Currency News: China Unexpectedly Devalues Yuan

Currency News

The People’s Bank of China (PBOC), unexpectedly decided to devalue its currency, the Chinese yuan, by 1.9% against the US dollar. After the move on Tuesday, the yuan fell to 6.32 against the dollar, compared to 6.21 yuan per dollar on Monday. This fall was the largest single day fall in 20 years, as the currency approached its lowest level in three years against the dollar. The move was unexpected as China had been attempting to strengthen the currency in recent years to appease trading partners who had complained about the artificial weakening of the yuan in the past.

currency news

While the move was unexpected, it does make sense considering the nation’s struggling economy. This issue was exacerbated by an 8.3% drop in exports during the month of July from the same month one year earlier. China hopes that a cheaper yuan will make its exports more attractive to the Japan and European markets. Other countries in Asia had previously been going through quantitative easing, while the PBOC maintained its support of the currency’s strength.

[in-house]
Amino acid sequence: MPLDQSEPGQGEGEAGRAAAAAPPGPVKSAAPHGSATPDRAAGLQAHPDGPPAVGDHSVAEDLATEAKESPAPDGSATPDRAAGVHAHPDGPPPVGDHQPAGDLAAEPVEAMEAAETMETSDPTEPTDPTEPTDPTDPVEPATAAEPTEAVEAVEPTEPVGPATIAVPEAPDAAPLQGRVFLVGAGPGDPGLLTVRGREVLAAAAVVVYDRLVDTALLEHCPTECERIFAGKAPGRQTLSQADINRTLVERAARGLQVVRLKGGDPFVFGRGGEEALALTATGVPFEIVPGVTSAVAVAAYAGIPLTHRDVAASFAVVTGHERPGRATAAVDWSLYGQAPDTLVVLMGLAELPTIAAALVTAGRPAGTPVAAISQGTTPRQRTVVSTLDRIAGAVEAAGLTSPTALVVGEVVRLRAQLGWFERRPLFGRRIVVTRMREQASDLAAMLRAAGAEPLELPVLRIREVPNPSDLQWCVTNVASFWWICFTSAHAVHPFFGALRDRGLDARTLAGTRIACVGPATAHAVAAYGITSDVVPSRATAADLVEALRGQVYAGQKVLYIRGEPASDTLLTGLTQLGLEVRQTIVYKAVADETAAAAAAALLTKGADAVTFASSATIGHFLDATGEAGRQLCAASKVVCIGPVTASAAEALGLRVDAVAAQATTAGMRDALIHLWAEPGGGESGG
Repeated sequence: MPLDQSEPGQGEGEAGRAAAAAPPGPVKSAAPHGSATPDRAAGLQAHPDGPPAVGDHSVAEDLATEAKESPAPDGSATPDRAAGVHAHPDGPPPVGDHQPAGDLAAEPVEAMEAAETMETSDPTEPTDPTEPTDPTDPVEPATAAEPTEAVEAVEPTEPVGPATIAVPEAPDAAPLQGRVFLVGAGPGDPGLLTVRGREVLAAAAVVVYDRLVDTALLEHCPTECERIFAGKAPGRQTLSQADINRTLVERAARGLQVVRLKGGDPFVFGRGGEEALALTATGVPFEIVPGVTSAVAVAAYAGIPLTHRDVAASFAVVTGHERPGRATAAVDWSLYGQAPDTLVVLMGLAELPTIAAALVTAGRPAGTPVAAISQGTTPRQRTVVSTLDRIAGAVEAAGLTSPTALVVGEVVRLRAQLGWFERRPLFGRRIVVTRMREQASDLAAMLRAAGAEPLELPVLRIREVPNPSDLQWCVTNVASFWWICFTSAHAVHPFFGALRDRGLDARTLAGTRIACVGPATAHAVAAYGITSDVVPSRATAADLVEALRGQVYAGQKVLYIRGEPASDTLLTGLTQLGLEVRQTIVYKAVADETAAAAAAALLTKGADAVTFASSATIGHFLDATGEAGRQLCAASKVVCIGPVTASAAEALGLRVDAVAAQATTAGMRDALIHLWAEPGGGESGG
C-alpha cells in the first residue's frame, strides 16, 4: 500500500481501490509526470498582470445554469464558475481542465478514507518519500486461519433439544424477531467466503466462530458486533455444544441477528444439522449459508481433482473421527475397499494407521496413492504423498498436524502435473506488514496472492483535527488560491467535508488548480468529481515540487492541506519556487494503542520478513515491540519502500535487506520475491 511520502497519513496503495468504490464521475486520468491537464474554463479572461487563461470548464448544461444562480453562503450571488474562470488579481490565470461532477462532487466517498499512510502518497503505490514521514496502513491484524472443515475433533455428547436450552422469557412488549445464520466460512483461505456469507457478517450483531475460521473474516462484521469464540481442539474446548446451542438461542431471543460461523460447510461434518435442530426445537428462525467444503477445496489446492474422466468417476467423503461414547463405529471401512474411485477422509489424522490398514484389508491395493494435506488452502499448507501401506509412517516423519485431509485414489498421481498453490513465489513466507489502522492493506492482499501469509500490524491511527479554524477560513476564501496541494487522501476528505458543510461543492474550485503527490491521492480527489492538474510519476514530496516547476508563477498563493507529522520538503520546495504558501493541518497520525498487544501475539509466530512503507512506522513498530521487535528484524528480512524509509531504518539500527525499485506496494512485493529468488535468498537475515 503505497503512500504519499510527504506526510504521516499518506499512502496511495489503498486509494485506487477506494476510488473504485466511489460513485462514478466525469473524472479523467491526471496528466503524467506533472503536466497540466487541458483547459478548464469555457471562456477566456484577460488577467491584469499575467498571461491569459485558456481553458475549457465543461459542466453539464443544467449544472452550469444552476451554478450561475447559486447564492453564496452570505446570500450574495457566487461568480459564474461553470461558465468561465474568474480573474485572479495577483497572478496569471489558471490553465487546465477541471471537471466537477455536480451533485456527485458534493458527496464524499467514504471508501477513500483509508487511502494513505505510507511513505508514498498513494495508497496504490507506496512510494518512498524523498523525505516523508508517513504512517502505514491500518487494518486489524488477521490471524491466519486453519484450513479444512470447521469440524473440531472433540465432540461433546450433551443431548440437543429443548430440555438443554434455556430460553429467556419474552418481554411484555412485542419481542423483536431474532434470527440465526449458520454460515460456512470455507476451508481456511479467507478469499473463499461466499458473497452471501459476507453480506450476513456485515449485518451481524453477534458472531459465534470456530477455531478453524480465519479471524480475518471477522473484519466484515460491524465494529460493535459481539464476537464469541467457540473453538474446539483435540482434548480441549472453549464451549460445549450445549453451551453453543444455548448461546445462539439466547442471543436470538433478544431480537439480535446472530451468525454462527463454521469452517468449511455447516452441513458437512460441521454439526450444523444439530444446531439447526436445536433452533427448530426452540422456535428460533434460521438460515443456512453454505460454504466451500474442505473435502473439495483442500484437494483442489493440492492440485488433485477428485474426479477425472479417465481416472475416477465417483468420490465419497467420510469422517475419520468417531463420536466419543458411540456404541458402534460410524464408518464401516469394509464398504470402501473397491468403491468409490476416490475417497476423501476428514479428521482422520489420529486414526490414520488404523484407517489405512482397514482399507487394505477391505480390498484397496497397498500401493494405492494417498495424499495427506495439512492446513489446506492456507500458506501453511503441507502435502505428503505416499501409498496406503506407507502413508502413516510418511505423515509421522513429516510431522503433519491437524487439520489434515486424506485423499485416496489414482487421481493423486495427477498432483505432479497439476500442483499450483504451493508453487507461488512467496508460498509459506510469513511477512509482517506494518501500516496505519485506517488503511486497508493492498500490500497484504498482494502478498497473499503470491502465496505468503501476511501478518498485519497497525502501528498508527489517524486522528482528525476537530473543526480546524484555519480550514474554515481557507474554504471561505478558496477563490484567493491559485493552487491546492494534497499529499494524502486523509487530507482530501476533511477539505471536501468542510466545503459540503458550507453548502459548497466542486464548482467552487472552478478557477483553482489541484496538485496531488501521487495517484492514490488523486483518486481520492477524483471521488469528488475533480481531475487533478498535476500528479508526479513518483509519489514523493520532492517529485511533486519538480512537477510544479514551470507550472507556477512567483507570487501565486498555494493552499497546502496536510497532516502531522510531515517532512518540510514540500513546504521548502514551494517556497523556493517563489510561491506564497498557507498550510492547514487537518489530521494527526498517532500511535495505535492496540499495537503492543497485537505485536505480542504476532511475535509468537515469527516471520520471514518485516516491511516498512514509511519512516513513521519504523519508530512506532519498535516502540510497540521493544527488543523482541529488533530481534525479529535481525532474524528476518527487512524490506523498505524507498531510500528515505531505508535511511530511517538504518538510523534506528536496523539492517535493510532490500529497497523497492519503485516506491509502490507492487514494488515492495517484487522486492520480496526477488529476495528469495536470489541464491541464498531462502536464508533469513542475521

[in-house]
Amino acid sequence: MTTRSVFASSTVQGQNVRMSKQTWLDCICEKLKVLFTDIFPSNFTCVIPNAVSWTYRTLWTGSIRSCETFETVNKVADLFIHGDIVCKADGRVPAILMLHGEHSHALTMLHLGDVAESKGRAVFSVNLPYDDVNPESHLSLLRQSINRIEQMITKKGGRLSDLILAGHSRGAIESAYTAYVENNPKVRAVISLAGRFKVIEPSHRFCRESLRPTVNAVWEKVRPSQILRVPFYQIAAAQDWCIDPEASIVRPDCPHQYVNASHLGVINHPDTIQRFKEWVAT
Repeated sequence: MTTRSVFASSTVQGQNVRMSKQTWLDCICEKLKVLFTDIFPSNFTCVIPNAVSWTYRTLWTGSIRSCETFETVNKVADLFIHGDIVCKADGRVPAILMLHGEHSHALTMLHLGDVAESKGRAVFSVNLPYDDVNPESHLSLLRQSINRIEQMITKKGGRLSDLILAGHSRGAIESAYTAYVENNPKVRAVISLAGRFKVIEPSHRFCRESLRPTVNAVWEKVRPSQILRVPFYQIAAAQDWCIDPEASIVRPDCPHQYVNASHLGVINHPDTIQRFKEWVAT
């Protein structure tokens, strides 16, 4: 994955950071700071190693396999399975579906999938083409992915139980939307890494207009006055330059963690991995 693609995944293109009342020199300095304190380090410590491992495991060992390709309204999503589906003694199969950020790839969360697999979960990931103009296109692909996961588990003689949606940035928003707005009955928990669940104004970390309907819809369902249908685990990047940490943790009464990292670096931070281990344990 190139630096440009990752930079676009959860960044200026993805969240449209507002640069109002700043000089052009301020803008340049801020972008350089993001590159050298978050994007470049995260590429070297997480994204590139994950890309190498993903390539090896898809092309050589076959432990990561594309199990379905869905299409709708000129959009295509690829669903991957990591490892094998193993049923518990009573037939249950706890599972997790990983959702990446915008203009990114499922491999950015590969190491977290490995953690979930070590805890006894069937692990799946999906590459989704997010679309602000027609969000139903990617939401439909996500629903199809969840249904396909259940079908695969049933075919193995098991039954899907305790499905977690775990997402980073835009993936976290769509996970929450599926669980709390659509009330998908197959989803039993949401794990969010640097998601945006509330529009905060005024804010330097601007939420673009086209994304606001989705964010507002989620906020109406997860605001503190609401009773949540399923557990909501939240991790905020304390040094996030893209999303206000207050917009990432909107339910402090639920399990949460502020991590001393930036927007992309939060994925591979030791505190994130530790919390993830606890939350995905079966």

The move to devalue the yuan had had effects on other areas of the economy as well. The early losers were Chinese airlines and European luxury carmakers. The Chinese airlines’ debt is mostly in dollars, so a more expensive dollar increases the cost of paying off that debt. The cheaper yuan also makes the price of European luxury vehicles more expensive for Chinese consumers. Chinese policy makers said the adjustment will be a one time thing and that its fixing will become more aligned with supply and demand.

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